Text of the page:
Situated in the valley, floodplain and reclaimed land, Tsuen Wan is surrounded on two sides by hills and woodlands that make up the Shing Mun Country Park and the Tai Mo Shan Country Park. Located within these parks are the Tai Mo Shan peak, the highest point in Hong Kong at 957 metres (3140 feet), and the Upper Shing Mun Reservoir. Route Twisk winds over and through the country parks linking Tsuen Wan with Pat Heung, via Shek Kong. Originally built by the Royal Engineers as a military road, it was opened to the public on 25 May 1961.

An urban renewal project led to the shopping malls Citywalk and Citywalk 2, as well as the residential areas above it.

The former Tsuen Wan Sports Ground, on Yeung Uk Road, was demolished and replaced by the Shing Mun Valley Sports Ground. The site, now known as Tsuen Wan Town Lot 393, remains abandoned, but was sold by the government for nearly HK$4 billion in 2014 to Vincord Limited.[4]


Public housing estates

Main article: Public housing estates in Tsuen Wan

Private housing estates

See also: Private housing estates in Hong Kong

Allway Gardens

Private housing estates in Tsuen Wan include:


Chinachem has its head office in Nina Tower in Tsuen Wan.[6]


Tsuen Wan is in Primary One Admission (POA) School Net 62,[7] which includes schools in Tsuen Wan and areas nearby. The net includes multiple aided schools and one government school, Hoi Pa Street Government Primary School.[8]

Public transport

Tai Ho Road


Tsuen Wan is served by three Mass Transit Railway (MTR) stations: Tsuen Wan station and Tai Wo Hau station on the Tsuen Wan line, as well as Tsuen Wan West station on the Tuen Ma line.


The Tsuen Wan Pier connects Tsuen Wan to Park Island, a private housing estate in Ma Wan.[9]


The Tsuen Wan Transport Complex was once a major interchange point between ferries and buses. It was rendered obsolete when land reclamation moved the adjacent ferry pier, and when ferry services were scaled back following the opening of the MTR.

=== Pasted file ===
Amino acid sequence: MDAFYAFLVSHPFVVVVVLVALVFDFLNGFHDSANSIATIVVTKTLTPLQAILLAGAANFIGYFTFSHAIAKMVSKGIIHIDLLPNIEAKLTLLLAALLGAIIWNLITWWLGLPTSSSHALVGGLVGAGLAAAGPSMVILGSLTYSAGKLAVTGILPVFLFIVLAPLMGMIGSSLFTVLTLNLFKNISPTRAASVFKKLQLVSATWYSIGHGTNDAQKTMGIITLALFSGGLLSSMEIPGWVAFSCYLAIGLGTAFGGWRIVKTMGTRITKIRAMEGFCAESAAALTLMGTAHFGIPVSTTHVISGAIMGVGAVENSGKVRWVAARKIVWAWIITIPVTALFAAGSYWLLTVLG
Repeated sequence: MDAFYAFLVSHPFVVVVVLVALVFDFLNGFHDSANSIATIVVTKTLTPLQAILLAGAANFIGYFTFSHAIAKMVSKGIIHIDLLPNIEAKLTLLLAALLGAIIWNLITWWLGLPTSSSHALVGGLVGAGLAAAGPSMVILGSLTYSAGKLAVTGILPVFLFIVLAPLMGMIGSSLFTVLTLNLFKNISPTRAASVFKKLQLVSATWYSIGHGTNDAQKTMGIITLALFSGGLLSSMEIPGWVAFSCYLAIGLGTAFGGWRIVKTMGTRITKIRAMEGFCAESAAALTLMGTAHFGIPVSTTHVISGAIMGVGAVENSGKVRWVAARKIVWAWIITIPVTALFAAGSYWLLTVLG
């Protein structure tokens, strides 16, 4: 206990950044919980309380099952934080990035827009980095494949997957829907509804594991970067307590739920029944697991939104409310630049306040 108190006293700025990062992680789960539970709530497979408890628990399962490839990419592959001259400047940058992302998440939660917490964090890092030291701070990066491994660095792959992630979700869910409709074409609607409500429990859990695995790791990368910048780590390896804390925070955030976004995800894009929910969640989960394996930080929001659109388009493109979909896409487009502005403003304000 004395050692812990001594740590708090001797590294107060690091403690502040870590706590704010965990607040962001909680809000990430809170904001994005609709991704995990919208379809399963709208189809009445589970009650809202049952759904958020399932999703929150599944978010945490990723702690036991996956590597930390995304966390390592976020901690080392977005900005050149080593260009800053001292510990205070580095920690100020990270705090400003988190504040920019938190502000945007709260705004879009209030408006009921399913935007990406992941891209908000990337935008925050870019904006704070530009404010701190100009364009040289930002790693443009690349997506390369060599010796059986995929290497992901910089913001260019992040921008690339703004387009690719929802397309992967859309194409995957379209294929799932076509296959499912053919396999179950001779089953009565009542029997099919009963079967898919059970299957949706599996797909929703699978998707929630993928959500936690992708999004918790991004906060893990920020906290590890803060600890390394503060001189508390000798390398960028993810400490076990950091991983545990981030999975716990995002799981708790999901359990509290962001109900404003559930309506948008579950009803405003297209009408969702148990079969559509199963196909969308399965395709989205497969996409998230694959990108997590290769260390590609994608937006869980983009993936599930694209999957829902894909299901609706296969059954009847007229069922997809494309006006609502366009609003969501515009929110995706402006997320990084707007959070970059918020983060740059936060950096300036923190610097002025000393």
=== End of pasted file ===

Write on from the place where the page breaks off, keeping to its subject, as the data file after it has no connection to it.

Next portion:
Tsuen Wan is still well-served by many bus routes. There are major bus termini at Tsuen Wan and Tsuen Wan West railway stations, and at some private developments like Nina Tower and Allway Gardens. There are also many minibuses to major destinations around Hong Kong.

See also


  1. ^ a b http://cd1.edb.hkedcity.net/cd/TC/Content_4025/Changes_in_Tsuen_Wan/frame.htm HK Ed City. Urban Development in Tsuen Wan. Retrieved 18 Sept 2012.
  2. ^ Buckley, Roger. [1997] (1997). Hong Kong: The Road to 1997 By Roger Buckley. Cambridge University Press. ISBN 0-521-46979-1
  3. ^ The Routledge Handbook of Spanish in the Global City. Routledge. 11 July 2019. ISBN 9781317506744.
  4. ^ "Tenders awarded for two residential sites". Hong Kong Government. 13 August 2014. Retrieved 5 August 2015.
  5. ^ (in Chinese) Allway Gardens official homepage Retrieved 2011-09-17
  6. ^ "Contact Us". Chinachem. Retrieved 29 December 2020. Head Office 35-38/F, Nina Tower, 8 Yeung Uk Road, Tsuen Wan, New Territories
  7. ^ "POA2023 Primary School Lists by School Net for Discretionary Places Admission Stage". Education Bureau. Retrieved 13 September 2022.
  8. ^ "POA School Net 62" (PDF). Education Bureau. Retrieved 12 September 2022.
  9. ^ "Ferry Services of Park Island". pitcl.com.hk. Archived from the original on 16 June 2008.

Further reading